|1||Who Develops Breakthrough New Products and Services - Users or Manufacturers?||von Hippel, Eric. “Overview” and “Users as Innovators.” Chapters 1 and 2 in The Sources of Innovation. Oxford University Press, 1988. ISBN: 0-19-504085-6.|
|2||Systematic Generation of Ideas for “Breakthrough” New Products and Services - the “Lead User Method”||
Brief videos on the lead user method in practice, available to students on the Sloan class server.
von Hippel, Eric, Stefan Thomke, and Mary Sonnack. “Creating Breakthroughs at 3M.” Harvard Business Review (Sept-Oct 1999): 3-9. Reprint No. 99510.
|3||Finding out What Users Really Need: The “Sticky Information” and “Learning by Doing” Problems||
von Hippel, Eric. “Sticky Information and the Locus of Problem Solving: Implications for Innovation.” Management Science 40, no. 4 (Apr 1994): 429-439.
von Hippel, Eric, and Marcie Tyre. “How ‘Learning by Doing’ is Done: Problem Identification in Novel Process Equipment.” Research Policy (Jan 1995): 1-12.
Systematic Generation of Incremental Improvements to Existing Products and Services
Traditional Marketing Research Concept Generation Techniques
|Dahan, Ely, and John Hauser. “Product Development - Managing a Dispersed Process.” MIT Sloan School of Management working paper, 2003: 9-25.|
|5||“Brainstorming” and Creativity Training Techniques Lecturer: Jeff Mauzy, Principal, Synectics, Inc. Cambridge, MA||Gordon, William. “The Operational Mechanisms.” Chapter 2 in Synectics, the Development of Creative Capacity. Collier Books, 1961: 34-56. ISBN: 0060324309.|
|6||The MIT Media Lab Approach: “Build It and They Will Come.” Lecturer: Joe Paradiso, MIT Media Lab||Csikszentmihalyi, Mihaly. “The Flow of Creativity.” Chapter 5 in Creativity: Flow and the Psychology of Discovery and Invention. HarperCollins Publishers, 1996. ISBN: 0-06-017133-2.|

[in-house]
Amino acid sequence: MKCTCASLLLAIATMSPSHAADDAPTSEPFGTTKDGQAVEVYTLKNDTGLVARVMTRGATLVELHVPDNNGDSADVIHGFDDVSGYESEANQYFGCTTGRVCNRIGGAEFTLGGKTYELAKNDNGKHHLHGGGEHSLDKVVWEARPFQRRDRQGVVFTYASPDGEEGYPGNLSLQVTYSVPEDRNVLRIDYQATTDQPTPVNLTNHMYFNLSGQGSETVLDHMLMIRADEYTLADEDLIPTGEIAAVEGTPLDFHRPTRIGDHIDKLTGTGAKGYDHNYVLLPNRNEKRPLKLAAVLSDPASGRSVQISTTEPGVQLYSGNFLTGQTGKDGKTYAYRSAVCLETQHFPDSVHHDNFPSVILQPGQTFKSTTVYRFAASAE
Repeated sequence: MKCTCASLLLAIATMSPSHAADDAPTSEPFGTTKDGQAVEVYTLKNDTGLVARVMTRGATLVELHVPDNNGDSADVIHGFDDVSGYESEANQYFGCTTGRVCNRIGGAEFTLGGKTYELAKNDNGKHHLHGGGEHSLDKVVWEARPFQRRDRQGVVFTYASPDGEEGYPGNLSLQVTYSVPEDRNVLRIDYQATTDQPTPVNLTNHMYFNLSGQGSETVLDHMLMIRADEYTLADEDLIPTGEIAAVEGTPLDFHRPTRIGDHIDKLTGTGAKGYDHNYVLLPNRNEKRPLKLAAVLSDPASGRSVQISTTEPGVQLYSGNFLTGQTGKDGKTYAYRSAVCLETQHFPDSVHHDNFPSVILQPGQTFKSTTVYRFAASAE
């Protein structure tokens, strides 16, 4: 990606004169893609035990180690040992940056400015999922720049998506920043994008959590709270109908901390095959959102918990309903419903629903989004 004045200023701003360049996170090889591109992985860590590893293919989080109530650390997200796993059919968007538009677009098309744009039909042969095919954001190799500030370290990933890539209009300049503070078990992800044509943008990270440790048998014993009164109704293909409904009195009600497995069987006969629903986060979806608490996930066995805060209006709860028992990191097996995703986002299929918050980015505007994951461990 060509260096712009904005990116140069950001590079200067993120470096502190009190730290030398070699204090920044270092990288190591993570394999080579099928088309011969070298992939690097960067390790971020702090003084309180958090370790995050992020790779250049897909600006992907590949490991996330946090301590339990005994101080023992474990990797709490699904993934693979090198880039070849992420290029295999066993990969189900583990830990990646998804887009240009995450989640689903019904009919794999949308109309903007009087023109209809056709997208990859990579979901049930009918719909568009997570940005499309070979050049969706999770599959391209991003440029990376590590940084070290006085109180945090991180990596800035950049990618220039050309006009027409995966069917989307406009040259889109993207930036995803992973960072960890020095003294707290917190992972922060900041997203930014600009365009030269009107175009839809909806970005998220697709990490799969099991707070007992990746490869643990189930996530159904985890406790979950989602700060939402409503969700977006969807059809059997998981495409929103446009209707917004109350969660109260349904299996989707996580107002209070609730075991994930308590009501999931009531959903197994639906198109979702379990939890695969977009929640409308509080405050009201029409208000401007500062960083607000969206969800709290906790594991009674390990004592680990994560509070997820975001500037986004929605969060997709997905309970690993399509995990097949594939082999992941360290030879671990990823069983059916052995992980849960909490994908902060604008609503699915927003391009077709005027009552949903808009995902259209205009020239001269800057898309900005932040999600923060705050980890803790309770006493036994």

|7||Determining Average Users’ Needs Ethnographically and Then Developing Solutions Lecturer: Dr. Harry West, VP, Design Continuum||Leonard, Dorothy, and Jeffrey F. Rayport. “Spark Innovation through Empathic Design.” Harvard Business Review (Nov-Dec 1997). Reprint No. 97606.|
|8||Why Users Share Innovations with Each Other and with Manufacturers: Informal Know-How Trading, Collective Invention and Voluntary Revealing||
Allen, Robert C. “Collective Invention.” Journal of Economic Behavior and Organization 4, no. 1 (Mar 1983): 1-24.
Schrader, Stephan. “Informal Technology Transfer Between Firms: Cooperation Through Information Trading.” Research Policy 20 (1991): 153-170.
|9||Toolkits for User Innovation Lecturer: John Wright, International Flavors and Fragrances||
Brand, Stewart. “‘Nobody Cares What You Do In There’: The Low Road.” Chapter 3 in How Buildings Learn: What Happens After They’re Built. Viking Penguin, 1994: 24-33. ISBN: 0-670-83515-3.
Thomke, Stefan, and Eric von Hippel. Customers as Innovators: A New Way to Create Value. _Harvard Business Review (_Apr 2002): 74-81. Reprint No. R0304F.
|10||User Innovation Communities - No Manufacturer Required||
Franke, Nik, and Sonali Shah. “How Communities Support Innovative Activities: An Exploration of Assistance and Sharing Among End-Users.” Research Policy 32 (2003): 157-178.
von Hippel, Eric. “Innovation by User Communities: Learning from Open Source Software.” MIT Sloan Management Review 42, 4 (Summer 2001): 82-86. Reprint No. 4248.
|11||Resistance to Adopting Radically New Innovations - Even in Firms that “Want To”||
Groopman, Jerome. “Annals of Medicine: The Reeve Effect.” The New Yorker, Nov 2003, 82-93.
Morrison, Elting E. “Gunfire at Sea.” Chapter 2 in Men, Machines and Modern Times. Cambridge, MA: MIT Press, 1966. ISBN: 0-262-13025-4.